This article is part of the On Tech newsletter. Here is a collection of past columns.
In a Facebook group for gardeners, the social network’s automated systems sometimes flagged discussions about a common backyard tool as inappropriate sexual talk.
Facebook froze the accounts of some Native Americans years ago because its computers mistakenly believed that names like Lance Browneyes were fake.
The company repeatedly rejected ads from businesses that sell clothing for people with disabilities, mostly in a mix-up that confused the products for medical promotions, which are against its rules.
Facebook, which has renamed itself Meta, and other social networks must make tricky judgment calls to balance supporting free expression while keeping out unwanted material like imagery of child sexual abuse, violent incitements and financial scams. But that’s not what happened in the examples above. Those were mistakes made by a computer that couldn’t handle nuance.
Social networks are essential public spaces that are too big and fast-moving for anyone to effectively manage. Wrong calls happen.
These unglamorous mistakes aren’t as momentous as deciding whether Facebook should kick the former U.S. president off its website. But ordinary people, businesses and groups serving the public interest like news organizations suffer when social networks cut off their accounts and they can’t find help or figure out what they did wrong.
This doesn’t happen often, but a small percentage of mistakes at Facebook’s size add up. The Wall Street Journal calculated that Facebook might make roughly 200,000 wrong calls a day.
People who research social networks told me that Facebook — and its peers, although I’ll focus on Facebook here — could do far more to make fewer mistakes and mitigate the harm when it does mess up.
The errors also raise a bigger question: Are we OK with companies being so essential that when they don’t fix mistakes, there’s not much we can do?
The company’s critics and the semi-independent Facebook Oversight Board have repeatedly said that Facebook needs to make it easier for users whose posts were deleted or accounts were disabled to understand what rules they broke and appeal judgment calls. Facebook has done some of this, but not enough.
Researchers also want to dig into Facebook’s data to analyze its decision making and how often it messes up. The company tends to oppose that idea as an intrusion on its users’ privacy.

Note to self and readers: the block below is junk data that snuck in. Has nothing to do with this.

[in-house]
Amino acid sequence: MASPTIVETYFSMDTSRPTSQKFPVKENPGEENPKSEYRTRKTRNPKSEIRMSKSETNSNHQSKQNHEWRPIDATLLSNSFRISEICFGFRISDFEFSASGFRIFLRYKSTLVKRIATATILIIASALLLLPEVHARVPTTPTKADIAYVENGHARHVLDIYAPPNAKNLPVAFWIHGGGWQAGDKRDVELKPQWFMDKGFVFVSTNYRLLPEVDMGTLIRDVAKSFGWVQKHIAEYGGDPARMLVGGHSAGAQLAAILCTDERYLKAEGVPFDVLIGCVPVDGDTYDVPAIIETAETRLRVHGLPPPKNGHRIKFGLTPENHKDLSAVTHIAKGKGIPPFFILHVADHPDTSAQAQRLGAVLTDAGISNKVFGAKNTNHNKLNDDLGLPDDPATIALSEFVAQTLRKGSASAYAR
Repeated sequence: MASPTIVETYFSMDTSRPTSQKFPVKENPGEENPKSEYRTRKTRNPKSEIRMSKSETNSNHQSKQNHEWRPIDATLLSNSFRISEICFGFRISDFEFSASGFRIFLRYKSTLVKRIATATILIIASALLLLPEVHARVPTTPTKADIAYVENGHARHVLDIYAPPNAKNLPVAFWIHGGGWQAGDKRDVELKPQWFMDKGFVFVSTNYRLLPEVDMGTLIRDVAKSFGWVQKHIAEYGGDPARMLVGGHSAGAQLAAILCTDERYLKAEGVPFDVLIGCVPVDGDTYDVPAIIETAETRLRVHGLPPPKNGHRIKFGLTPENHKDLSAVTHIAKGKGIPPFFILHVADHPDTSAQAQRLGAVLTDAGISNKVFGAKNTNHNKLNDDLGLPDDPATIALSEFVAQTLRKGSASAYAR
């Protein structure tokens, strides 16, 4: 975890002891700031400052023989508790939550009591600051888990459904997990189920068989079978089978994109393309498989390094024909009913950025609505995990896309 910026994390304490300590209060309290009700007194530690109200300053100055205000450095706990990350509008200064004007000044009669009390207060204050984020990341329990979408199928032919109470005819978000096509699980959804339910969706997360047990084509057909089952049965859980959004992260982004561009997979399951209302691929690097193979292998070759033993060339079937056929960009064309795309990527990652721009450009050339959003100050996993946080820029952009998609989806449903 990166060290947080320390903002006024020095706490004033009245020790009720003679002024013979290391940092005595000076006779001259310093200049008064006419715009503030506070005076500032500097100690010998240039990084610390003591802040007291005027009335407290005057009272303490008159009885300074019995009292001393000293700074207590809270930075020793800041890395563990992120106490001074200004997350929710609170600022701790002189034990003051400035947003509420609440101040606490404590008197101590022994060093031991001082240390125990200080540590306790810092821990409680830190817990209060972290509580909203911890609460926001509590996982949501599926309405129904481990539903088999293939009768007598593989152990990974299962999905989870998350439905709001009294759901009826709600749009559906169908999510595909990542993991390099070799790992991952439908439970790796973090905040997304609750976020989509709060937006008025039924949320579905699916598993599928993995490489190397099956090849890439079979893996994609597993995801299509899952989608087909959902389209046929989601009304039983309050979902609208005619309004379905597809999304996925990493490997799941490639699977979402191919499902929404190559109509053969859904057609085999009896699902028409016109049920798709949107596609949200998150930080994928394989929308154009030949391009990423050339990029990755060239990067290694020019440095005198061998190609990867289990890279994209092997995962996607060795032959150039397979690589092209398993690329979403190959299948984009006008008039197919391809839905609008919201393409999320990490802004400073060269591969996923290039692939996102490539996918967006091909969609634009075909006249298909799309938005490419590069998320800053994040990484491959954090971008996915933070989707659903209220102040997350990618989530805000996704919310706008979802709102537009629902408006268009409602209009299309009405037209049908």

Facebook has said that it’s working to be more transparent, and that it spends billions of dollars on computer systems and people to oversee communications in its apps. People will disagree with its decisions on posts no matter what.
But its critics again say it hasn’t done enough.
“These are legitimately hard problems, and I wouldn’t want to make these trade-offs and decisions,” said Evelyn Douek, a senior research fellow at the Knight First Amendment Institute at Columbia University. “But I don’t think they’ve tried everything yet or invested enough resources to say that we have the optimal number of errors.”
Most companies that make mistakes face serious consequences. Facebook rarely does. Ryan Calo, a professor at the University of Washington law school, made the comparison between Facebook and building demolition.
When companies tear down buildings, debris or vibrations might damage property or even injure people. Calo told me that because of the inherent risks, laws in the U.S. hold demolition companies to a high standard of accountability. The firms must take safety precautions and possibly cover any damages. Those potential consequences ideally make them more careful.
But Calo said that laws that govern responsibility on the internet didn’t do enough to likewise hold companies accountable for the harm that information, or restricting it, can cause.
“It’s time to stop pretending like this is so different from other types of societal harms,” Calo said.
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